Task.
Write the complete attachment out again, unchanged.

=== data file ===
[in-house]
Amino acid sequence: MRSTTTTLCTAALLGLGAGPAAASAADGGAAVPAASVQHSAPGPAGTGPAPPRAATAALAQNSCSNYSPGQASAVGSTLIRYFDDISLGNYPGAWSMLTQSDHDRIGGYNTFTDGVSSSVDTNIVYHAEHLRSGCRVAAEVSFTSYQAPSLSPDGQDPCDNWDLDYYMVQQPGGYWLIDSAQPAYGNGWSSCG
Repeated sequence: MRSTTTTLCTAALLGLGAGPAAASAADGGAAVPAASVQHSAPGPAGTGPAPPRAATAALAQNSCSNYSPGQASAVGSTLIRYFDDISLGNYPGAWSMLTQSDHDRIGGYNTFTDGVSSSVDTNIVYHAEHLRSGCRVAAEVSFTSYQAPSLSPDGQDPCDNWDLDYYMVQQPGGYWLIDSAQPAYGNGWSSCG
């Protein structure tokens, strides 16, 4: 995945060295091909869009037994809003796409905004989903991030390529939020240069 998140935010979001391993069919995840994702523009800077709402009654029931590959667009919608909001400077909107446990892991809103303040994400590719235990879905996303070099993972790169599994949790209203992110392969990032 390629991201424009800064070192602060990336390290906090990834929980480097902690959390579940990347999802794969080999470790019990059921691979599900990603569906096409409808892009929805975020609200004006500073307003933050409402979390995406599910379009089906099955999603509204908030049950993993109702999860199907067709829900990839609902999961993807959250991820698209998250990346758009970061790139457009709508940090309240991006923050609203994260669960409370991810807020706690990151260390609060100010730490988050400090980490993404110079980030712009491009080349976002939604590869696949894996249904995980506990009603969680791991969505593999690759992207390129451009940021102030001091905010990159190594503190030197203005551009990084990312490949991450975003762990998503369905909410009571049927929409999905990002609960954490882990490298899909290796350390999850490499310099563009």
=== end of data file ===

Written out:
[in-house]
Amino acid sequence: MRSTTTTLCTAALLGLGAGPAAASAADGGAAVPAASVQHSAPGPAGTGPAPPRAATAALAQNSCSNYSPGQASAVGSTLIRYFDDISLGNYPGAWSMLTQSDHDRIGGYNTFTDGVSSSVDTNIVYHAEHLRSGCRVAAEVSFTSYQAPSLSPDGQDPCDNWDLDYYMVQQPGGYWLIDSAQPAYGNGWSSCG
Repeated sequence: MRSTTTTLCTAALLGLGAGPAAASAADGGAAVPAASVQHSAPGPAGTGPAPPRAATAALAQNSCSNYSPGQASAVGSTLIRYFDDISLGNYPGAWSMLTQSDHDRIGGYNTFTDGVSSSVDTNIVYHAEHLRSGCRVAAEVSFTSYQAPSLSPDGQDPCDNWDLDYYMVQQPGGYWLIDSAQPAYGNGWSSCG
């Protein structure tokens, strides 16, 4: 995945060295091909869009037994809003796409905004989903991030390529939020240069 998140935010979001391993069919995840994702523009800077709402009654029931590959667009919608909001400077909107446990892991809103303040994400590719235990879905996303070099993972790169599994949790209203992110392969990032 390629991201424009800064070192602060990336390290906090990834929980480097902690959390579940990347999802794969080999470790019990059921691979599900990603569906096409409808892009929805975020609200004006500073307003933050409402979390995406599910379009089906099955999603509204908030049950993993109702999860199907067709829900990839609902999961993807959250991820698209998250990346758009970061790139457009709508940090309240991006923050609203994260669960409370991810807020706690990151260390609060100010730490988050400090980490993404110079980030712009491009080349976002939604590869696949894996249904995980506990009603969680791991969505593999690759992207390129451009940021102030001091905010990159190594503190030197203005551009990084990312490949991450975003762990998503369905909410009571049927929409999905990002609960954490882990490298899909290796350390999850490499310099563009």